Every morning students across America wake up at the crack of dawn, half asleep, to get ready for school. During school, the students are sluggish, tired, and in need of more sleep. Experiments have been conducted with schools finding out whether or not the start time of schools really affect students’ mental health and performance “Not getting enough sleep is common among high schoolers and is associated with several health risks including being overweight, drinking alcohol, smoking tobacco, and using drugs; as well as poor academic performance.” According to the CDC. Healthline states that 73% of high school students do not get enough sleep. Some are awake in the middle of the night because of anxiety, doing homework, stressing about school, or poor sleep habits. But there is a solution. Changing the start times of school.
According to the URMC, (University of Rochester Medical Center), teenagers who start school before 8:30am are at a higher risk of experiencing anxiety and or depression. The URMC decided to split their experiment into two groups. One group started school before 8:30, another group started after 8:30. (8:30am is the recommended time of start time for high school students according to the American Academy of Pediatricians.) The group who started after 8:30 reported feeling good, with fewer depressive and anxiety symptoms. On the other hand, the group that started before 8:30 reported feeling tired, with higher depressive and anxiety symptoms. Another study, led by Finley Edwards in Wake County, North Carolina concluded, “I find that delaying school start times by one hour, from roughly 7:30 to 8:30, increases standardized test scores by at least 2 percentile points in math and 1 percentile point in reading. The effect is largest for students with below-average test scores, suggesting that later start times would narrow gaps in student achievement.”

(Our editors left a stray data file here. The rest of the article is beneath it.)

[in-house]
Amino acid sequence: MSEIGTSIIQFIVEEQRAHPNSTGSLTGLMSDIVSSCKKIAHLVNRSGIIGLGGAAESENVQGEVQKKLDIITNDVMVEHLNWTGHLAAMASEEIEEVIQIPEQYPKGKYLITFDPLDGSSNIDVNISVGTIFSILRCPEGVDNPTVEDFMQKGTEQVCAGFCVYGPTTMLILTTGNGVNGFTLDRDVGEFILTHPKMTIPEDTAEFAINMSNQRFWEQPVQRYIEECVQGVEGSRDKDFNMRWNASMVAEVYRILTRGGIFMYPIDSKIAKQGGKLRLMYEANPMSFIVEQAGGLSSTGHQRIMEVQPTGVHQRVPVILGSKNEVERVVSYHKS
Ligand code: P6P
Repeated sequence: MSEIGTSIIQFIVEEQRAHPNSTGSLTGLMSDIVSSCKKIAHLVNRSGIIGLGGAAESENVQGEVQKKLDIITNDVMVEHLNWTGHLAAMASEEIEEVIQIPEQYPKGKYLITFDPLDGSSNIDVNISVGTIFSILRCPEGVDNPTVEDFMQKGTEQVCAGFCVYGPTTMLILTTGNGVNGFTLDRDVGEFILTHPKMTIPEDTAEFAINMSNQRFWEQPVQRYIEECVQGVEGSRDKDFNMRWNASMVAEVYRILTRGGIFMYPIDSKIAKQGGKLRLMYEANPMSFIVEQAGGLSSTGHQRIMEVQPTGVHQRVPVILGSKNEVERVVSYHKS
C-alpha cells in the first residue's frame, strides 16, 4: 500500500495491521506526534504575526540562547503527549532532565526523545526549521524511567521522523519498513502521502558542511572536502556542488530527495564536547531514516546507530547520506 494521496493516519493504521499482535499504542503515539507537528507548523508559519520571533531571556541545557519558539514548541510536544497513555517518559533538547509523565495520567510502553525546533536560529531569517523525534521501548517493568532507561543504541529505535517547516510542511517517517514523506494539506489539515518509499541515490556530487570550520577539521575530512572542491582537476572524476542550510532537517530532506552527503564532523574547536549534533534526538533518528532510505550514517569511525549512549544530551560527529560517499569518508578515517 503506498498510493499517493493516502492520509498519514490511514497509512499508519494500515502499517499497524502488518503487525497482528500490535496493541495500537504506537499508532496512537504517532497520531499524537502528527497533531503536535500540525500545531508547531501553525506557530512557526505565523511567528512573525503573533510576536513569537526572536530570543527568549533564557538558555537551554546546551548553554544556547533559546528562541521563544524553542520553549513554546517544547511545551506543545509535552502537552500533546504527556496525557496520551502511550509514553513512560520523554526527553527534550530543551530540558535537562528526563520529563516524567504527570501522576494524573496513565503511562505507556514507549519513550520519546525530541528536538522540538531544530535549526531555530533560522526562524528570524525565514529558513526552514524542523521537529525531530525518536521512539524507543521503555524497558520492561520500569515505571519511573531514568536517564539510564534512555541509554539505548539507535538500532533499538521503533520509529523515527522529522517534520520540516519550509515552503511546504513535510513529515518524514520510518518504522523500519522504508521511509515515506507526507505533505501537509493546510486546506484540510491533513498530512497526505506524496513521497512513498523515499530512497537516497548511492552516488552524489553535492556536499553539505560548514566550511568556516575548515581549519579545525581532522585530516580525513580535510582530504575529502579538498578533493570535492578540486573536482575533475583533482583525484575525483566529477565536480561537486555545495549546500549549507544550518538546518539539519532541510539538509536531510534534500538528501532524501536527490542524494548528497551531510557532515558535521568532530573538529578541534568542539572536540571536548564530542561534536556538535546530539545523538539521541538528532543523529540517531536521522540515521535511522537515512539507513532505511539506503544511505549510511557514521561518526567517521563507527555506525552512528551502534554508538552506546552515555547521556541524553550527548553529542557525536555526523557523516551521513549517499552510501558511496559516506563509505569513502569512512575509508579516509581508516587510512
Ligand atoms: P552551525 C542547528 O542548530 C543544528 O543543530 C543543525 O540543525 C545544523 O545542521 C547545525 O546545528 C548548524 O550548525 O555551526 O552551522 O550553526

Schools are constantly pushing students for the best test scores, encouraging them to do the best they can on the standardized tests. It makes me wonder what school boards are thinking when kids are staying up until possibly 1:30 in the morning then forced to wake up around 6:30 to get to school and then take a test that defines their placements in classes. There would be only positive outcomes if school start times were to change. Children would get enough sleep and there would be a lot less pressure in the mornings.School boards across America need to reconsider the start times of schools because of the negative effects it’s having on the student’s mental health and test scores.